My pelvic health story – March 2023
Hi, I’m Rhiannon, the physiotherapy assistant working on the perinatal pelvic health project. I wanted to introduce myself and tell my pelvic health story.
Keeping my pelvic floor in check has been a bit of a battle since I had my son 10 years ago, I LOVE LOVE LOVE running and I couldn’t wait to get back to it after having my little boy.
During my pregnancy as a relatively young mum I didn’t really take notice of health care professionals when they talked about ‘doing my pelvic floor exercises’. I didn’t really understand the implications of neglecting such an important part of my core muscles.
Lots of significant women in my life have crossed their legs when they’ve sneezed or said ‘don’t make me laugh I might wet myself.’ I just naively presumed incontinence was something relatively normal after having a baby and something that happened in old age, how very wrong I was!
It wasn’t until I was around 8 months postpartum that I experienced my first real pelvic floor dysfunction, I’d been so eager to get back to running that I just got on with it, pushed my body to the extreme and didn’t take time to recover after having my baby and I certainly didn’t do my pelvic floor exercises. I’d finished a pretty tough run, sat down and as I did, I wet myself without warning or any ability to stop it.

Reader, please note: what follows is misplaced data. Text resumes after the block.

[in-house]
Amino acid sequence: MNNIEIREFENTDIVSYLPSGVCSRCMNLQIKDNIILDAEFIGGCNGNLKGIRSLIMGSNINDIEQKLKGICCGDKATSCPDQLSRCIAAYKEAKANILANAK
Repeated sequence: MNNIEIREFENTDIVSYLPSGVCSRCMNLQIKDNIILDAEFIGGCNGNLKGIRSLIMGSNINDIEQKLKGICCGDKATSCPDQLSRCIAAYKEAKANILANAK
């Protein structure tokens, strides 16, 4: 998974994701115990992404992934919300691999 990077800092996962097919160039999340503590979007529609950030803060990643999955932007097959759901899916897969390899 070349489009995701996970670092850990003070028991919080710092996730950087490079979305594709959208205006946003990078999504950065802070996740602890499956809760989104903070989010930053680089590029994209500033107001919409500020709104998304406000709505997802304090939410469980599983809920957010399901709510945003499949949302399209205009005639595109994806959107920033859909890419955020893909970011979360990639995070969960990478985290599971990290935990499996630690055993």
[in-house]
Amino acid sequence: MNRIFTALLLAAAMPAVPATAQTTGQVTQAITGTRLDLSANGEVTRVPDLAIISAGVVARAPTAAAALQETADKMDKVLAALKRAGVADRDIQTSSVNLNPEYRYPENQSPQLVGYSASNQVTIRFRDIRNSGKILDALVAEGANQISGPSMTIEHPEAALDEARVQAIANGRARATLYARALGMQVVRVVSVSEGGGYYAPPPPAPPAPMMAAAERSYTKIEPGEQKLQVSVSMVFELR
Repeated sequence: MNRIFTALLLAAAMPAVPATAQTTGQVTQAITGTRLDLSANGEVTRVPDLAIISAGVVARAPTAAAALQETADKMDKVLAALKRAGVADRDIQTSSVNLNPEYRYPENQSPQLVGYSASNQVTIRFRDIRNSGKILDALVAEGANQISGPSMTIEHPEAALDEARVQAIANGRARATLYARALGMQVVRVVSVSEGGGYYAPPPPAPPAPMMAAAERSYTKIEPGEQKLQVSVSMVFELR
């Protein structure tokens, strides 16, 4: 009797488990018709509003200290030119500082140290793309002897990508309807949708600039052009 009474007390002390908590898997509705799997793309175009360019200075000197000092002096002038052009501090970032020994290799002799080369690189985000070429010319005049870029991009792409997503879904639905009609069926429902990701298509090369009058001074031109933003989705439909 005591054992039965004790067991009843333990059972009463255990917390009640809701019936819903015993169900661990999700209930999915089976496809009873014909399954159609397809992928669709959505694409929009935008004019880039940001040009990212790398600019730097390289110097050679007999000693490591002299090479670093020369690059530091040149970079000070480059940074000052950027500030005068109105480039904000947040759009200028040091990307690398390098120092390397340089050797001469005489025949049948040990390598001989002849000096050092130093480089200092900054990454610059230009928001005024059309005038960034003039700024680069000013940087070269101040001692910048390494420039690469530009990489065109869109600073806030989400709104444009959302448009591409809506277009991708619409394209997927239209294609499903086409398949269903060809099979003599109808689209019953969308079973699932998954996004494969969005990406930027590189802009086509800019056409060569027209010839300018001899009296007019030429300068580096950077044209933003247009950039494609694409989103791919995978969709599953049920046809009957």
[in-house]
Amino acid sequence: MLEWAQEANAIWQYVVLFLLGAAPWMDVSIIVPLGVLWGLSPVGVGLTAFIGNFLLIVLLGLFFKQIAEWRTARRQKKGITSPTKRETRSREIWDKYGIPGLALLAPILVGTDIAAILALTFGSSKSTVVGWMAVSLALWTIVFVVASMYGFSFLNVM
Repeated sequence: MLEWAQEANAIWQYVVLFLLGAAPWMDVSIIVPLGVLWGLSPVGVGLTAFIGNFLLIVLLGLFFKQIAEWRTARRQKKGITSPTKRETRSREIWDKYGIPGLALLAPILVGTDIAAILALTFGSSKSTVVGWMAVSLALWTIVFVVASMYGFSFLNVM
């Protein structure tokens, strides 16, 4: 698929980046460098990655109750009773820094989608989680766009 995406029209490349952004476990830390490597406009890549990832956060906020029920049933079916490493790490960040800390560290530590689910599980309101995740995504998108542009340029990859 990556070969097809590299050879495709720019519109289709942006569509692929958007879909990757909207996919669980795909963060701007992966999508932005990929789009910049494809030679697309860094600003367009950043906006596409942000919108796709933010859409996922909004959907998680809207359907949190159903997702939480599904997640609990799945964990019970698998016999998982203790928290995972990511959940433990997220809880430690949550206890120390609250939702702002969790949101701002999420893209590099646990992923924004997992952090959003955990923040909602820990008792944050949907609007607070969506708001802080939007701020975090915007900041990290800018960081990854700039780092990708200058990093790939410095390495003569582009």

I must admit I was pretty ashamed, I wasn’t sure why it had happened and it had taken me by surprise, as a fitness professional I was completely out of my comfort zone, not really having any awareness of this area of my body.
I did some research into the reasons for my incontinence and started doing ‘pelvic floor’ work and it seemed to help, I kind of thought I was cured and I carried on as normal until I had my second baby 5 years later.
I noticed during my pregnancy that I would leak, I put it down to the increase in hormones and the weight of baby pressing on my bladder, at no point did I think this was abnormal, I thought it was all part and parcel of having my second baby.
After the birth of my daughter, I started to become more interested in postnatal fitness. As a qualified personal trainer with no extra postnatal training I really didn’t know where to start so I booked myself into to do a perinatal fitness qualification and what an eye opener that was.
For years I’d been to referring to my core muscles without any real understanding that my pelvic floor played a massive part in that, I always thought of my core a cylinder (tummy and back) with no top or bottom, learning more about the pre and postnatal body really helped me identify that the cylinder had a top (Diaphragm) and bottom (pelvic floor) too.
I really started to take notice of my pelvic floor, I switched my brain on to communicate with it and after a good few months of training I finally felt I had the control back after almost 6 years of things being just ok.
Incontinence before or after having a baby is not normal, we don’t have to put up with it, I wish the younger me had listened to the advice I was given.
So if you come across me in an antenatal education session or on the ward after having your baby, I’m sorry! I’ll most likely get a bit too passionate but it’s totally worth it.
Check out the website www.squeezelifthold.co.uk for more hints and tips. If you feel you need help please speak to your midwife, GP or Health Visitor.